A physician’s duty is limited to those situations in which a direct physician-patient relationship exists or there is a special relationship. . . . In this case, there was no special relationship and there was no direct physician-patient relationship, and hence no duty owed to plaintiff. . . . The relationship of physician and patient is one of trust and confidence. It is a consensual relationship in which the patient knowingly seeks the physician’s assistance and the physician knowingly accepts the person as a patient. . . . A physician’s duty arises only when a clear and direct physician-patient relationship has been established. (cits. omit.)
The plaintiff argued that (1) there was indeed a relationship between the child and the hospital because (2) the mother sought medical advice from the hospital, (3) a hospital employee gave medical advice to the mother that was tantamount to accepting the child as a patient, and (4) the mother relied on the advice given to her, and the child was subsequently injured as a result of that advice. The court noted that the plaintiff’s argument was essentially that a doctor-patient relationship is established any time a doctor dispenses advice. The problem with that argument is that, merely because a doctor renders advice, it does not mean that he has accepted the recipient of the advice as a patient. The doctor must knowingly accept that person as a patient. The patient had received an informal opinion by a knowledgeable health care practitioner. The mother was first told that the facility did not have the equipment or medical personnel to provide medical services to infants, and that the opinion the mother received was based on extremely common symptomology: a mild temperature, fussiness, and refusal to eat or sleep. The court noted that if it ruled otherwise, the “consequence of finding that such an inquiry and informal opinion sufficiently creates such a relationship ‘would have a chilling effect upon the practice of medicine. It would stifle communication, education and professional association, all to the detriment of the patient.’”
The plaintiff’s last argument was whether a duty to conform to a standard of care arises should be based on whether a patient seeks and receives advice via a telephone call to the health care provider in question. The court disagreed again by stating emphatically that the true test is whether the patient knowingly seeks a particular provider’s services, and that provider knowingly accepts that person as a patient; only upon that finding would the rendering of advice over the phone lead to a duty to conform to a certain standard of care.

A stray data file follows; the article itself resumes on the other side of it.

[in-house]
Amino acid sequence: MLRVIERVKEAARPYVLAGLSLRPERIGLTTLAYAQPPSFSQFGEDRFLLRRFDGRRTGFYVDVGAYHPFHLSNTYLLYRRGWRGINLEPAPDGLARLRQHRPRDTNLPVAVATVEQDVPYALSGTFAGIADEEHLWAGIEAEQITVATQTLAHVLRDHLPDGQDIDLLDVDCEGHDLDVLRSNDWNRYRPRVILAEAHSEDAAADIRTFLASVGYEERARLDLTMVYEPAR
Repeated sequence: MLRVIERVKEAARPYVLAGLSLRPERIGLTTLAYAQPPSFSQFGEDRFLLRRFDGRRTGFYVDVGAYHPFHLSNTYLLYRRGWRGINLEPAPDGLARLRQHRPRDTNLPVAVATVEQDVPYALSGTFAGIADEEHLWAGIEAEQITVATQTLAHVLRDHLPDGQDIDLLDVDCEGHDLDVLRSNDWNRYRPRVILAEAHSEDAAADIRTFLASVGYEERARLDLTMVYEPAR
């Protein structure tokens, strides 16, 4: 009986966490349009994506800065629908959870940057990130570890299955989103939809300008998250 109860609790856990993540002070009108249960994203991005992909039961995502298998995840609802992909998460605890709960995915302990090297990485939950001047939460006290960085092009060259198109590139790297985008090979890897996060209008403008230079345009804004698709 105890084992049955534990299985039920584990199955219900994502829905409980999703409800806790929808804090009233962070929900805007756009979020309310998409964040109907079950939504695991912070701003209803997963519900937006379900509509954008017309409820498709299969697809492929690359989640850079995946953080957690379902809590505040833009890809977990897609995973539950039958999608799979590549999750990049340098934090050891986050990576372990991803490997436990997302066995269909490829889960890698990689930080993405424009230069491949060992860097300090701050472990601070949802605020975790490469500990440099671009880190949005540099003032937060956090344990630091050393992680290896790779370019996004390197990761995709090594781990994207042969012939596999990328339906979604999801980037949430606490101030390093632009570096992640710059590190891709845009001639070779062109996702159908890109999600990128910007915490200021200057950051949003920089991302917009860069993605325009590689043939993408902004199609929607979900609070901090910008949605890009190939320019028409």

The court then cited the facts of another case that was virtually identical to my original hypothetical; the patient was a 22-year-old woman who was about 2 months pregnant and complaining of stomach pains. The patient’s mother called the family’s physician (who had not seen the patient in 4 years) about 9:00 pm and described what was happening. The doctor told the mother that abdominal pain is not abnormal during pregnancy, but, if it got worse, the pregnant woman should go to the emergency room and see her obstetrician-gynecologist the next day. Around midnight, the mother took the patient to the emergency room, where she went into cardiac arrest and died. The claim in that lawsuit was that the patient would have lived had she been given appropriate treatment at 9:00 pm . The same doctor-patient relationship argument was at the heart of the matter; in that case, the court reiterated the law as stated in the present case but added that a “doctor must take some affirmative action with regard to treatment of a patient in order for the relationship to be established.” In that case, however, the jury determined that a doctor-patient relationship existed because the doctor “did not decline to express his medical opinion about her condition. Thus, he cannot be said to have declined to treat her.” (cit. omit.)